La Bronze, real name Nadia Essadiqi, is a Morrocan Canadian singer. Her lyrics are mainly in French, but her smash hit, a cover of Stromae’s “Formidable,” was rendered in Moroccan Arabic. Shot from a captivating angle atop a Montreal roof, the music video instantly endeared her to the Francophone world music scene. After touring throughout Quebec and Canada, she’s back in Montreal for POP. Banter caught up with her to talk shop and give you the latest on this Magrehbi queen’s sonic exploits. 

Banter: Is there something special about performing for crowds in Montreal? Do you feel like you have a relationship with the audience that extends beyond the stage? 

La Bronze: Of course, I was born here and I live here. Doing shows at home is like connecting with a big part of myself, and also I love performing in front of human beings. It’s great being on planet earth and performing in Morocco, or Brazil, or Europe just connecting souls together. Here is special, but anywhere can be special too, because music is about sharing and in the flow state that music creates, territory doesn’t matter anymore. 

Banter: Is that a reference to The Blaze?

La Bronze: No, haha it’s not. But I love The Blaze. 

Banter: I don’t want to talk one hit wonders, but most people do know you from your Maghrebi Arabic cover of Stromae’s “Formidable.” When people expand into the rest of your work, like Les corps infinis, what do you think is the most striking discovery?

La Bronze: I don’t know, we should ask them. They don’t tell me about that. Most people who tell me they discovered me from “Formidable,” also tell me that when they discovered the rest of the material, they were super happy to discover my universe. 

Banter: We typically like to ask this to the Francophone artists that we interview: do you have any plans to songwrite or perform in English? 

La Bronze: I’m in the flow so I’m just open to life right now. It’s not part of my instinct, but if it is some time, why not?

Banter: Do you feel like being a part of the Francophone music industry limits your reach?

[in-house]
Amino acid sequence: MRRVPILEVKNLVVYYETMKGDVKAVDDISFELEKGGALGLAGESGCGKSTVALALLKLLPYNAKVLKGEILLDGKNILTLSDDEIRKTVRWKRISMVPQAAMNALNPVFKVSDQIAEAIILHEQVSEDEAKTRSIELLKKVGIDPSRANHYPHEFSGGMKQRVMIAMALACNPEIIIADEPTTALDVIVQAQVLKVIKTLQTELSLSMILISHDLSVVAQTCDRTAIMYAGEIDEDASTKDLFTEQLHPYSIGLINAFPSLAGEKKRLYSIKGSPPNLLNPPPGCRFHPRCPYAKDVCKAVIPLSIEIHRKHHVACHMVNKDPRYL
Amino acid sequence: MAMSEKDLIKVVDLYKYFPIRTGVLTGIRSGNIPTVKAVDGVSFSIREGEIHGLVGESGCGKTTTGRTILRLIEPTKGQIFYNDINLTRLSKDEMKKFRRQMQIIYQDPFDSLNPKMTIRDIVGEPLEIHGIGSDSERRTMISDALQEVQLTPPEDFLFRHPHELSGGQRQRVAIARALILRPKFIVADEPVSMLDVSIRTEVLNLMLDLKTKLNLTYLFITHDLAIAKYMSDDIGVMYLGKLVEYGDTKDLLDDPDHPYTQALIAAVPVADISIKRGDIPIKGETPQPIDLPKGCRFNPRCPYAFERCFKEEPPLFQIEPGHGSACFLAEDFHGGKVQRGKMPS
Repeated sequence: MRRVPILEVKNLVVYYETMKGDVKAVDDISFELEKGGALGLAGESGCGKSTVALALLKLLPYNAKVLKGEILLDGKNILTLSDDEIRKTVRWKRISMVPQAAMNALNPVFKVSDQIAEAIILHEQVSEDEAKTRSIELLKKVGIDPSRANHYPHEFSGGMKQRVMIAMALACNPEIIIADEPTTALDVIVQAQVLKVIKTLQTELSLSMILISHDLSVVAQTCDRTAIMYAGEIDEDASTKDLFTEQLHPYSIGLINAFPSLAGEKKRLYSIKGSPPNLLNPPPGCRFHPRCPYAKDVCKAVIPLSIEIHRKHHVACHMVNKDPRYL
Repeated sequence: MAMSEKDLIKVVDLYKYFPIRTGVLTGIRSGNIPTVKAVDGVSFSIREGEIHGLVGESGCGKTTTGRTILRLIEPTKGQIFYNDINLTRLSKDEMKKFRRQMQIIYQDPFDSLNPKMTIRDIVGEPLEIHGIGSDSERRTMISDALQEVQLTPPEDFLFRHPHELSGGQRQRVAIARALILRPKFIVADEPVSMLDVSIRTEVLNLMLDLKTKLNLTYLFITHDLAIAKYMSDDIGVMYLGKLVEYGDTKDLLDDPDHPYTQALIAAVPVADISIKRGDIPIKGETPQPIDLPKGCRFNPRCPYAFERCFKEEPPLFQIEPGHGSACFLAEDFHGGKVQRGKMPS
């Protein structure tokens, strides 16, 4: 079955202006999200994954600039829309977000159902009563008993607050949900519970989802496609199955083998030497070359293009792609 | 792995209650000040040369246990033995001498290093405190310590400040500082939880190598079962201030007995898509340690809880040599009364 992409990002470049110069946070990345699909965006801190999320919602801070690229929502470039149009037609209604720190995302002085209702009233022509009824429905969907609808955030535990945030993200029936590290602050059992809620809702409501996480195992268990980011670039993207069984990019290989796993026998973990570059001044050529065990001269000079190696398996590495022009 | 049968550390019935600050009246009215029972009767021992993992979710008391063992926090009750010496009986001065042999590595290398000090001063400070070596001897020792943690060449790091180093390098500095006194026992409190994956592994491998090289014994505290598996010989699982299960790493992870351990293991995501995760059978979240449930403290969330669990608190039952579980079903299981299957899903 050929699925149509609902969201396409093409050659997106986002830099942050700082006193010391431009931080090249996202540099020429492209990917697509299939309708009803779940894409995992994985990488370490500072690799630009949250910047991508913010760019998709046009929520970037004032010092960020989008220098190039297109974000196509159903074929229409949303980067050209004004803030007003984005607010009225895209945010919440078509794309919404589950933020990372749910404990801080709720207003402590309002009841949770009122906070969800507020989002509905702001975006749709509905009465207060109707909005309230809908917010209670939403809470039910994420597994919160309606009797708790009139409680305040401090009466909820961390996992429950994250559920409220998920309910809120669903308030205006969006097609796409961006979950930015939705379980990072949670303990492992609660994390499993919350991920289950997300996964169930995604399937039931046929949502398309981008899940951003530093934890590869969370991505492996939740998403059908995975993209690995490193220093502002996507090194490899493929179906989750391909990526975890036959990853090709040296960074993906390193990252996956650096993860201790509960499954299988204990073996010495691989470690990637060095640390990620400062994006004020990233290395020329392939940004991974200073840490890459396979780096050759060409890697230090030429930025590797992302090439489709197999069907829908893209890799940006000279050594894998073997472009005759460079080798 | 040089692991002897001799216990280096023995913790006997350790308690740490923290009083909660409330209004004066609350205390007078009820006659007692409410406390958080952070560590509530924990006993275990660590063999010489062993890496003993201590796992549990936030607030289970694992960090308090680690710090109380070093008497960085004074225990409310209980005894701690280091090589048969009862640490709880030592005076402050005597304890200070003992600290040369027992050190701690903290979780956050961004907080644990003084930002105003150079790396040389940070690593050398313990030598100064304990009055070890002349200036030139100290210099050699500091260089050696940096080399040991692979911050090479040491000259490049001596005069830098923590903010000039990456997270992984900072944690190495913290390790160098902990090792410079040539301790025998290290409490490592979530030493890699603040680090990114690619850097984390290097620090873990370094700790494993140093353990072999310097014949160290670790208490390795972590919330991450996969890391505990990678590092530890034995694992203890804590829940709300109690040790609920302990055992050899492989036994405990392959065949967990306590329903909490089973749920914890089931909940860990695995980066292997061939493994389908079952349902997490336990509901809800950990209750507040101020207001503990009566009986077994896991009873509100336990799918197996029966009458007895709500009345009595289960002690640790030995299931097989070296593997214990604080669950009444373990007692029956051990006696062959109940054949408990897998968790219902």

La Bronze: No. We went twice this year to Brazil, and to Chile and Morocco and Europe. I played in front of crowds in Germany that didn’t understand what I was saying. I feel like there is an appetite for connecting. Music makes us connect in a deep way and it goes way beyond language. It’s about the vibe, it’s about being present and sharing our truth. That has no language, it’s an energy thing. 

Banter: Do you think Montreal does a good job of balancing French and English artists, venues, and festivals? In other words, does it live up to its reputation as Canada's most bilingual city?

La Bronze: Actually, the English-speaking scene is quite separate from the French scene. POP Montreal is one of the only festivals that has French and English performers on the same ticket. I guess Jazz Fest does too, and probably some other festivals, but yeah. It’s kind of sad, because even me, I don’t really know the English music scene here, it’s not part of the culture to instinctively consume, but I’m curious about it. I know the main performers, Arcade Fire, Patrick Watson etc. and I love them; I have to say I don’t listen to the more indie people, but I’m super curious. 

Banter: Without sliding into the realm of spoilers, is there anything in the future we can expect from La Bronze? 

La Bronze: Yeah! I’m writing an album right now. So there’s gonna be new La Bronze in 2020.